Burrnesha is the poignant yet inspiring tale of a female character who rejects the rural convention of an arranged marriage to embrace personal freedom – while sacrificing her chance to have a family of her own – by committing to life as a Sworn Virgin. It is about women who have been forced to deny their sexuality in order to enjoy certain rights. Through this song their sacrifice is recognized, leading a life of no ordinary but many challenges. To live as different sex is not just a new style of life but a revolt for more human rights. Women who have committed and lived as men have given the undeniable message and argument that gender is a social construct and they are capable of fulfilling all social duties the same as men and therefore must enjoy rights.

On the other side, the song ‘Nena’ promotes women’s experiences and needs during motherhood. These experiences need to be told and heard more in the context of greater equality and understanding, not just a portrayal in the form of deification. During motherhood, women face various challenges and sacrifices. These must be recognized by society. In an artistic form, the song “Mother” requires this. 

I believe that music is a door opener to more generous humanity. Through it, we can feel and understand better the issues we face every day. With this project, I’m trying to raise awareness on the importance of valuing and understanding women in the society and treating them with respect, also with this project I’m bringing up the heritage through music so the younger generation can learn from it.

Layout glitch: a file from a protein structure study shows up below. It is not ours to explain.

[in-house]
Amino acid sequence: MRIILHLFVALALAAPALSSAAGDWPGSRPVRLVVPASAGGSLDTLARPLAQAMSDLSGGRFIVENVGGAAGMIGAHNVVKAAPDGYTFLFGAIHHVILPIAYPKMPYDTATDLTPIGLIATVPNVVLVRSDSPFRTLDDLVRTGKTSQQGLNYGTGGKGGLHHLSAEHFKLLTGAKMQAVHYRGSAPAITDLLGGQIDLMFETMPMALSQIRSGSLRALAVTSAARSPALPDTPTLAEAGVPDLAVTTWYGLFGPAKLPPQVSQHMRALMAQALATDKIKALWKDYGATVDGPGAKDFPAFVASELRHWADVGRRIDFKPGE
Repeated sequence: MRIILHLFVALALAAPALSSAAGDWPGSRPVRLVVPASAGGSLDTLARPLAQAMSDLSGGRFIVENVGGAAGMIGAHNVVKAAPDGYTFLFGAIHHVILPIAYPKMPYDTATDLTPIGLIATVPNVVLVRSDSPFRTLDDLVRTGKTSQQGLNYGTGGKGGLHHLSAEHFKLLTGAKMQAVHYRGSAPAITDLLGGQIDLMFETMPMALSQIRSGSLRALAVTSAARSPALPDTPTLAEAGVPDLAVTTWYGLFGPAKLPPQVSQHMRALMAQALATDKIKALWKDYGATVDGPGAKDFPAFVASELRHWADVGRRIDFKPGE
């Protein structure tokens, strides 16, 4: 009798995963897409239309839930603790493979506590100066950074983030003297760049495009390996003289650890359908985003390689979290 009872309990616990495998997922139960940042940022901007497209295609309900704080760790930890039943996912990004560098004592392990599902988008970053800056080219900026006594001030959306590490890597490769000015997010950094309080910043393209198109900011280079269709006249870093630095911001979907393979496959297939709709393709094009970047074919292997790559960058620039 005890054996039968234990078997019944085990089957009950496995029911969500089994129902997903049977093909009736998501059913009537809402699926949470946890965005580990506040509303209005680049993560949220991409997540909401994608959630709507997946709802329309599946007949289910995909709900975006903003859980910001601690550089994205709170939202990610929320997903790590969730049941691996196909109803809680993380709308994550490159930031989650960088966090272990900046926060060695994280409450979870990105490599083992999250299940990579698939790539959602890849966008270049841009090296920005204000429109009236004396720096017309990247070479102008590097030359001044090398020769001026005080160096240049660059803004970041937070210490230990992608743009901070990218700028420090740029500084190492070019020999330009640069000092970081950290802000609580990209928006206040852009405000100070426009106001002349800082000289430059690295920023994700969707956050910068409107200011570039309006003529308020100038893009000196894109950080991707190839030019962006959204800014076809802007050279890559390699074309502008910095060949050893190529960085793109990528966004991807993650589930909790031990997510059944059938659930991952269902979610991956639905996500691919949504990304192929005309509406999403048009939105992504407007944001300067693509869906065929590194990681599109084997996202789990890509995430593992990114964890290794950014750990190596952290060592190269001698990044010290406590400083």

You’ve mentioned before that Besa means an oath of trust passed down the centuries, what can the younger generations of the Albanian community learn from this?

Going back to the old traditions we possess as one of the oldest nations in Europe this is still fascinating and inspiring for humanity even today. Although hospitality is deeply ingrained in Albanian society, it is in the present time much harder to find it. Mistrust has replaced trust, caring for others is disturbed by fear. All developments that are almost unavoidable when a society grows, when more people live in cities and neighbours become strangers. But this hospitality is something so special and beautiful that we should hold on to and celebrate it. In times like this, we are becoming lonely and isolated therefore we must open our doors and socialise with friends and family and keep the food in the table for guests too. respecting each other and keeping promises will lead in building trust and harmony between us and that’s what Besa stands for. It is a great example from which younger generations should look up too.

Is there something to be learnt in the wider context of the world as a global community?